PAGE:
Just after his first album dropped in 2013, Tilliander told Attack Magazine, "My plan is not to turn TM404 into yet another main floor act or into DJ tool techno 12-inches. This is about something else." With that, he meant a self-titled album of slow, exploratory dub atmospheres, full of elegantly reserved acid lines, each sound lapsing patiently over the next. Now, after a few years of developing this style in live settings, the second TM404 album, Acidub, wants to resonate beyond pure headspace.
Though definitely not techno tools, the eight tracks on Acidub feel like they're constructed either from or for a live set on the dance floor. Textures have a muscled storminess to them and tempos are faster than usual, with half the album reaching 120 BPM (most of his earlier work is 100 BPM or slower). This makes for Acidub's best tracks. On "Pade," a rolling groove barrels into turbulent layers of grey, with each new bleary detail adding pressure to the system. "MP4 Ende" is weighty dub and deep techno at once, but switches between the two like water turning to steam. "Alinge," one of the album's spacier tracks, has a sort of subliminal rhythm to it, its elastic bass tones oscillating through the ether.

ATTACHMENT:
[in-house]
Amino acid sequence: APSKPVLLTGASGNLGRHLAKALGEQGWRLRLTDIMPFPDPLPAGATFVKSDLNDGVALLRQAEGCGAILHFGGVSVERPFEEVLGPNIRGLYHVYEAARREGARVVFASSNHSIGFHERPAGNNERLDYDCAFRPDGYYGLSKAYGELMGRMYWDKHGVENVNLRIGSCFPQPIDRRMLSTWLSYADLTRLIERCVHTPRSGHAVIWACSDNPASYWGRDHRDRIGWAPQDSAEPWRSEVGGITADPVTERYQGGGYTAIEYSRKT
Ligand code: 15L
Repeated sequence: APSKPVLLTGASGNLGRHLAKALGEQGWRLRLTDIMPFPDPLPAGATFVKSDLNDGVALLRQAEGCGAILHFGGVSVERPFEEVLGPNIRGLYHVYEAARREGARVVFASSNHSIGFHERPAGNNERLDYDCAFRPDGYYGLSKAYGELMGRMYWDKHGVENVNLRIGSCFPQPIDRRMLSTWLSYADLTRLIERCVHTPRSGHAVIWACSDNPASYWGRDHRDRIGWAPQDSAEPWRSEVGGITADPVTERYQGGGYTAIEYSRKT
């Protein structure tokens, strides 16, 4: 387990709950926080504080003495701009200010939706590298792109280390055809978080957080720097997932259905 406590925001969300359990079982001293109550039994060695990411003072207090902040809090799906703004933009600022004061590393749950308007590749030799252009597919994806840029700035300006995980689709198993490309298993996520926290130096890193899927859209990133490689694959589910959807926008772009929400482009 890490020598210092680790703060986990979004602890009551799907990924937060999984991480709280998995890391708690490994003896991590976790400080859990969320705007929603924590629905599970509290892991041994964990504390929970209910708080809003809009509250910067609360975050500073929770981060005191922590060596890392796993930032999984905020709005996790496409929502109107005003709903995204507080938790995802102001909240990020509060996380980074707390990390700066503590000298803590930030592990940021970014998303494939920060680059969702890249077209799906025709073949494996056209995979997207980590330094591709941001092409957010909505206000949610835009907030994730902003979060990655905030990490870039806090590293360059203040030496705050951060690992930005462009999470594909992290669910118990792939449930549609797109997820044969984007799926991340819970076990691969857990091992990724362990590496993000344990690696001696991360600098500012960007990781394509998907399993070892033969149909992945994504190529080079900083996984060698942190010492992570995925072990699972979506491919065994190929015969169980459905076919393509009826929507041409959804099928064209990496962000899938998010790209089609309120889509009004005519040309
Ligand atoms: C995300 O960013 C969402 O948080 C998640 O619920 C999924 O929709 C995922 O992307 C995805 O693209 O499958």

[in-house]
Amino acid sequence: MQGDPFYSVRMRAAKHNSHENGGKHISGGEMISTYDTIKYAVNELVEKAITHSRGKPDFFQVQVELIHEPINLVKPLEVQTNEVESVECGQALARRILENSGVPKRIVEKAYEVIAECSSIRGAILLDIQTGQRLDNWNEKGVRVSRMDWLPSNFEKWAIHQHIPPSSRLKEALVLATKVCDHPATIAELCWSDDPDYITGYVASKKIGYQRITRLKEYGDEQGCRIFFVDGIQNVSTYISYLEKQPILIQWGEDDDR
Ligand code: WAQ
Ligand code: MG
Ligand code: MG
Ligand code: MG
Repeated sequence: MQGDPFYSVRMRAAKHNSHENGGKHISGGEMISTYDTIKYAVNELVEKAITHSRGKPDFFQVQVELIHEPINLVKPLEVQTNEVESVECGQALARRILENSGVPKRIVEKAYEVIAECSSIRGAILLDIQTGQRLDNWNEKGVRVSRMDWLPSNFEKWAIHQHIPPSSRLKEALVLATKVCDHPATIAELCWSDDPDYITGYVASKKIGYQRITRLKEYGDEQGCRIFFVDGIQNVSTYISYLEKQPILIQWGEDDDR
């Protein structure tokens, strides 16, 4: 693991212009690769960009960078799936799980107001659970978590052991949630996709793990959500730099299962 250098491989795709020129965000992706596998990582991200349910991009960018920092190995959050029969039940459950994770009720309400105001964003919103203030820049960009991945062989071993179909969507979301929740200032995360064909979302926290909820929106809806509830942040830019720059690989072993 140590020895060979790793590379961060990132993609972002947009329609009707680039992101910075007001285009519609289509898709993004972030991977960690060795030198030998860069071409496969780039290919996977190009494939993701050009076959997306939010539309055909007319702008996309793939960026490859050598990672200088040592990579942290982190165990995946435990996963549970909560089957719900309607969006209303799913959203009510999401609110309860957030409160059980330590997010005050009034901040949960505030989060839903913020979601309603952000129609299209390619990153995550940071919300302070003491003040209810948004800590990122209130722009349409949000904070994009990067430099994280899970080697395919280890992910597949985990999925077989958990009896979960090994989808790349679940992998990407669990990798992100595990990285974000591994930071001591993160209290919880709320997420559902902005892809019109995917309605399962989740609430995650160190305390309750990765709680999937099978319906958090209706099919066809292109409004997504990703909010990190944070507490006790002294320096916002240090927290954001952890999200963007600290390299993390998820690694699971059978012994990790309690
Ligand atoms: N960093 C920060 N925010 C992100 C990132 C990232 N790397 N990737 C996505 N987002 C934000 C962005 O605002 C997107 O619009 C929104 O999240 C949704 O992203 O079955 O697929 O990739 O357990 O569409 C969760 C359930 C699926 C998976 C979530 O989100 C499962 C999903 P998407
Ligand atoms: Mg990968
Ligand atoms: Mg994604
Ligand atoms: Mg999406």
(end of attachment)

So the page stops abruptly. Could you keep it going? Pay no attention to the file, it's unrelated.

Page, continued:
Other parts of the album show Tilliander in slower, more exploratory mode. "Sapto" is thick and melting, stewing at the intersection of heavy dub and galactic acid. "Mutron Mantra" takes a similar but less successful approach to a darker, more sinister sound. On "Don't Defend The Mascot," 11 minutes of weird, delicate details wiggle their way into the spotlight, then vanish. As pristinely crafted as this all is, the results are often underwhelming. Much of Acidub demands attention to a fault—if you're not committed to subtle shifts and details, it's easy for the music to fall out of focus. At times, it feels like a solemn parade of synthesizer sounds without a story.
Until now, most TM404 track titles took the name of the machines that made them (e.g. "202/303/303/303/606/606"). Acidub opts out of this, making tunes somewhat easier to recall, but moving away from a more striking idea. The music does the same. Acidub has its solid moments of dance music and weird hardware experiments, but the rest hovers in an unsatisfying middleground.